Sociology and cultural policy

Authored by: David Wright

The Routledge Handbook of Global Cultural Policy

Print publication date:  September  2017
Online publication date:  September  2017

Print ISBN: 9781138857827
eBook ISBN: 9781315718408
Adobe ISBN:

10.4324/9781315718408.ch4

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Abstract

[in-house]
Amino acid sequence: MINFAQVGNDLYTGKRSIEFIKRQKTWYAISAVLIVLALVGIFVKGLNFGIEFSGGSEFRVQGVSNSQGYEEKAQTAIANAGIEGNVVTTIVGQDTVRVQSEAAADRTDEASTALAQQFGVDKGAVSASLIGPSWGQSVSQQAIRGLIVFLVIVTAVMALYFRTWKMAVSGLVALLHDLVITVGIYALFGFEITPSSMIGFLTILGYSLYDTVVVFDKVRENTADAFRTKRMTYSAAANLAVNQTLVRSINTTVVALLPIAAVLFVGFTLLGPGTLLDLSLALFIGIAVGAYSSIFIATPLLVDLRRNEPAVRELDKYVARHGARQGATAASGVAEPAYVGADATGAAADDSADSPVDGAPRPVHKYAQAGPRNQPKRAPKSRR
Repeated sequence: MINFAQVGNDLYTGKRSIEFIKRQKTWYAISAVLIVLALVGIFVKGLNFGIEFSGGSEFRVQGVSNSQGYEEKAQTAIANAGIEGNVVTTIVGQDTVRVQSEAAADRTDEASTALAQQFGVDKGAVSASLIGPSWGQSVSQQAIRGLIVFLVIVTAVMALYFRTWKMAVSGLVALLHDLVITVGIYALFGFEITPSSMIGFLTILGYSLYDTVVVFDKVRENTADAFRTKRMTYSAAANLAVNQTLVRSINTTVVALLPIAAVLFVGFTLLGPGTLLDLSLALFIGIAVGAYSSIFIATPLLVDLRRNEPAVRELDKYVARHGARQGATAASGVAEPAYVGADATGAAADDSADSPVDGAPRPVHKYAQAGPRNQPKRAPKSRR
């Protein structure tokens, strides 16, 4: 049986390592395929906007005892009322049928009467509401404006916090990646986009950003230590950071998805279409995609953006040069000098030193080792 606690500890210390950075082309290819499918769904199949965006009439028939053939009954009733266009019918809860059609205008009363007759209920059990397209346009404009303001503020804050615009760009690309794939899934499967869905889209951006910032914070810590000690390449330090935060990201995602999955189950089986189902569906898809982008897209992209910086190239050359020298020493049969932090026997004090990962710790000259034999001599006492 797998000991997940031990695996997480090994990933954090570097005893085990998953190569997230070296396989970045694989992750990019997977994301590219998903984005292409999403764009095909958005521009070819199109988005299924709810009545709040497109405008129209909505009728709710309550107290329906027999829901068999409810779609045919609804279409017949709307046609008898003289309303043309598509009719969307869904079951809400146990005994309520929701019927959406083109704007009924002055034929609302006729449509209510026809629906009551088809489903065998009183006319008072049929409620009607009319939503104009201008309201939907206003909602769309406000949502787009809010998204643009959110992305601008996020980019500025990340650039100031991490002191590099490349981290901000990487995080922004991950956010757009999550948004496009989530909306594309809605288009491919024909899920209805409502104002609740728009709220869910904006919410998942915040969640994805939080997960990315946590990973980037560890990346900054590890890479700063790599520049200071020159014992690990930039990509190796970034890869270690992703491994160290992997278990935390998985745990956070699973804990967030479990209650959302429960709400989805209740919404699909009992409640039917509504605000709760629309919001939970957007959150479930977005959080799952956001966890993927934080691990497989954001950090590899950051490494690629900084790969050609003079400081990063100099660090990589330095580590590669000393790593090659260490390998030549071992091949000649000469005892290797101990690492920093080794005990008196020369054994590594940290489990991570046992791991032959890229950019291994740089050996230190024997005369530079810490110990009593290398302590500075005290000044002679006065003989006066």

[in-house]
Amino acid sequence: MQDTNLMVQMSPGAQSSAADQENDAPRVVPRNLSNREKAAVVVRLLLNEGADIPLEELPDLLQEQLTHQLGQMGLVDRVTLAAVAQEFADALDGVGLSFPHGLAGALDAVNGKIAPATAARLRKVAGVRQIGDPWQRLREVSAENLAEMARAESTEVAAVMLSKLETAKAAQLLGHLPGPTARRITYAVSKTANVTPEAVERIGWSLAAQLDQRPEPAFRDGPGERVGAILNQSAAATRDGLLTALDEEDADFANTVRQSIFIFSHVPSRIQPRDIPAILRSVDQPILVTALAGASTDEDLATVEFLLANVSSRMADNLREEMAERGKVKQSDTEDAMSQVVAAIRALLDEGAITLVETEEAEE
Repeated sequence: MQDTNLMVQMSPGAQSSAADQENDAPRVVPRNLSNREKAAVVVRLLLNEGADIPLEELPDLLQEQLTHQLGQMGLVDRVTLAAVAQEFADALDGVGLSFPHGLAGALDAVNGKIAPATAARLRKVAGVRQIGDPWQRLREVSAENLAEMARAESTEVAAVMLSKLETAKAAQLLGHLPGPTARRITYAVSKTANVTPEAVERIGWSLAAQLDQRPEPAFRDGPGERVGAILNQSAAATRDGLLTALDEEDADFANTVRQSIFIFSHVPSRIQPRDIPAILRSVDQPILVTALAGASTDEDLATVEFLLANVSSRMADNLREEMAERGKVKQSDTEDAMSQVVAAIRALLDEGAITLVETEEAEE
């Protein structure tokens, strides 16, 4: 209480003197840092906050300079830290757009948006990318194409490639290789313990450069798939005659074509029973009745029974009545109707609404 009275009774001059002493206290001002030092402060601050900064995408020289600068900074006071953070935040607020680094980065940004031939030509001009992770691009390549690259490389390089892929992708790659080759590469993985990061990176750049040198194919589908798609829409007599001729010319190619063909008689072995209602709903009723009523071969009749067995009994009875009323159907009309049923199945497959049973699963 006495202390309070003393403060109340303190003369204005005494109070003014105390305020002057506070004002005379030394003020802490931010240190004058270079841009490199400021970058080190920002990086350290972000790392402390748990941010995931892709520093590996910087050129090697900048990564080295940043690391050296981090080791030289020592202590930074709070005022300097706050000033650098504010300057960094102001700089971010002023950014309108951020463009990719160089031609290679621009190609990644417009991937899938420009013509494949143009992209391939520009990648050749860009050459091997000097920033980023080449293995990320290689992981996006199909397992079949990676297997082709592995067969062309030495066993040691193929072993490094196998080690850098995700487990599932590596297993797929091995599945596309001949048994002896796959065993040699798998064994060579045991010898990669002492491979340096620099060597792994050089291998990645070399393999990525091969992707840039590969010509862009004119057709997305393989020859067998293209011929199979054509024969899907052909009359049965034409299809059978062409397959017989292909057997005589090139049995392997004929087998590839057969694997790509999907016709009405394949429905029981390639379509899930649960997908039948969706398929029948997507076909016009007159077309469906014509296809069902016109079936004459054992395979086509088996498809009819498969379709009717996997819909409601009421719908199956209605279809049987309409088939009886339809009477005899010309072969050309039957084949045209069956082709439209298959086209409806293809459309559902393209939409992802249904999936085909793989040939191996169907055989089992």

In this chapter, I examine the relations between sociology and cultural policy. Such an exercise requires some careful de-lineation, not least because, at a distance, these objects might both appear to be more ‘solid’ than they actually are close up. The chapter proceeds first with some brief working definitions of these terms. The story sketched here reflects the shared historical processes, from the nineteenth century onwards, and a shared geography, of Western Europe and North America, in which the discipline of sociology and the problem of culture for the modern state have been formed. While sociological analysis is increasingly post-national in its orientations, the problems of policy are almost inevitably located in specific territories. In exploring the relations between sociology and cultural policy below, I focus on the UK, where the development of the discipline of sociology was bound up, in the early twentieth century, with a changing conception of the role of academic knowledge and of culture in the practice of government. The discussion then moves to France, where the work of Pierre Bourdieu in the mid-twentieth century helps to bring a particular version of the problem of culture, produced through the techniques of social science, under the lens of ‘modernising’ governments in Europe. We return to the UK, via a brief sojourn to the United States, as the research infrastructure that might underpin sociological analysis of patterns of cultural participation continues to be refined and integrated into the practices of policymakers. Any attempt to identify the relations between these objects of analysis is likely to be partial and strategic. Accepting that other stories can be told from other national and regional perspectives, these examples are chosen to highlight particular moments of intersection between sociology and cultural policy that continue to resonate, rather than because of their universal applicability. The chapter concludes with some reflection on why, despite a brief flowering of the empirical techniques of gathering evidence about the cultural lives and practices of populations, if not the theoretical mode of analysing such evidence, sociological perspectives on culture might have become less useful to cultural policymakers in these places than they once were.

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